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World temperatures hit a record high for the third year in a row in 2016, creeping closer to a ceiling set for global warming, U.S. scientists said on Wednesday. (Reuters)

But the differences between NOAA and NASA aren't that significant, Schmidt further argued, in the context of the bigger picture. "Getting hung up on the exact nature of the records is interesting, and there's lots of technical work that can be done there, but the main take-home response there is that the trends we've been seeing since the 1970s are continuing and have not paused in any way," he said.

Here's a NASA figure showing that long term trend, now updated through 2016:

(NASA)

Last year's warmth was partly enhanced by a strong weather pattern known as El Niño, but the federal scientists underscore that this was not the only cause. For example, 1998 was also, at the time, the warmest year on record, thanks in part to a strong El Niño — but the 2016 planetary temperature now far surpasses the temperature of that year, as you can see above. The reason is that Earth has been warming since then, allowing another El Niño event, unlocking heat from the vast Pacific Ocean, to push overall temperatures to new heights.

"This El Niño might have contributed about a quarter or a third" of the record in 2016, said Deke Arndt, chief of the global monitoring branch at NOAA's National Centers for Environmental Information, on a press call Wednesday.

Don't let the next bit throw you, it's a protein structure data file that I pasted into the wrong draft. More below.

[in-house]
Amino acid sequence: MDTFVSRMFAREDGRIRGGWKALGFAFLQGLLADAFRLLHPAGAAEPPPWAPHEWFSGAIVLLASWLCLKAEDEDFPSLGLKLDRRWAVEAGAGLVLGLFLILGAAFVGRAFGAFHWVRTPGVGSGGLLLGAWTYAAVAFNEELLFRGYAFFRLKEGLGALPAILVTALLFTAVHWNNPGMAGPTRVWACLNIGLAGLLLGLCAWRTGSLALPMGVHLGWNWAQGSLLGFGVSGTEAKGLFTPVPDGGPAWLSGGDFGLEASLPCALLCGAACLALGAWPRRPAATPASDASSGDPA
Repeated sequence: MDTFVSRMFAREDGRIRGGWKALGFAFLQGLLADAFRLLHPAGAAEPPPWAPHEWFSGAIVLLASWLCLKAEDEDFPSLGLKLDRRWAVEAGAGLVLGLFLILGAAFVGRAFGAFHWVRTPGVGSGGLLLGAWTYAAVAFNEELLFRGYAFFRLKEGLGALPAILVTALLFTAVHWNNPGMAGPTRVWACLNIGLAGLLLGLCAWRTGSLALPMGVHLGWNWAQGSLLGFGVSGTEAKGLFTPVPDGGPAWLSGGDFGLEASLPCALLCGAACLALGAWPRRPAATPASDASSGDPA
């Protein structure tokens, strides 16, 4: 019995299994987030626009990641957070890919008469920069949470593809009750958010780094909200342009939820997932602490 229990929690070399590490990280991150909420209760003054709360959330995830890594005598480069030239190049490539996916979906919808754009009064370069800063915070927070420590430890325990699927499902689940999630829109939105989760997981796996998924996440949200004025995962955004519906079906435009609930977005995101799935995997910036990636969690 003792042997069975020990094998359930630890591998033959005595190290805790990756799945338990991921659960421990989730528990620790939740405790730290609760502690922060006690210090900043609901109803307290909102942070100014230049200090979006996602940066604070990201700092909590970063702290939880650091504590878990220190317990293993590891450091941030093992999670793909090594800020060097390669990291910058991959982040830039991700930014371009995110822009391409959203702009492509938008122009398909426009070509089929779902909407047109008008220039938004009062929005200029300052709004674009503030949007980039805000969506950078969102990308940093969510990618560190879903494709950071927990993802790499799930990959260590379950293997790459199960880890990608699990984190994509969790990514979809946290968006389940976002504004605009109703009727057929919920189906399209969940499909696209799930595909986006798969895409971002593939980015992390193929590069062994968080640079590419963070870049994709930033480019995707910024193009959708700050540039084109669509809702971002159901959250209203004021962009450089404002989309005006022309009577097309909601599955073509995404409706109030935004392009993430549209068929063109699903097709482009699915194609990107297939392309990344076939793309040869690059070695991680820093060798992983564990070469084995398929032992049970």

Thus do natural wobbles of the planet's temperature interact with an overall warming trend to produce records on a regular basis. At present, that means that while scientists would expect 2017 to be quite warm, relative to, say, a year in the 1990s, there has been little talk of a fourth record year in a row. And, indeed, El Niño has subsided.

Two other global agencies, the Japan Meteorological Agency and Britain's Hadley Center, also track global temperatures. On Wednesday, the Hadley Center also announced that 2016 was the warmest year on record, albeit only "nominally" because it was very close to 2015 in the agency's data set. The center reported that while 2016 was .77 degrees Celsius above the temperature average between 1961 and 1990, 2015 was very close at .76 degrees Celsius higher.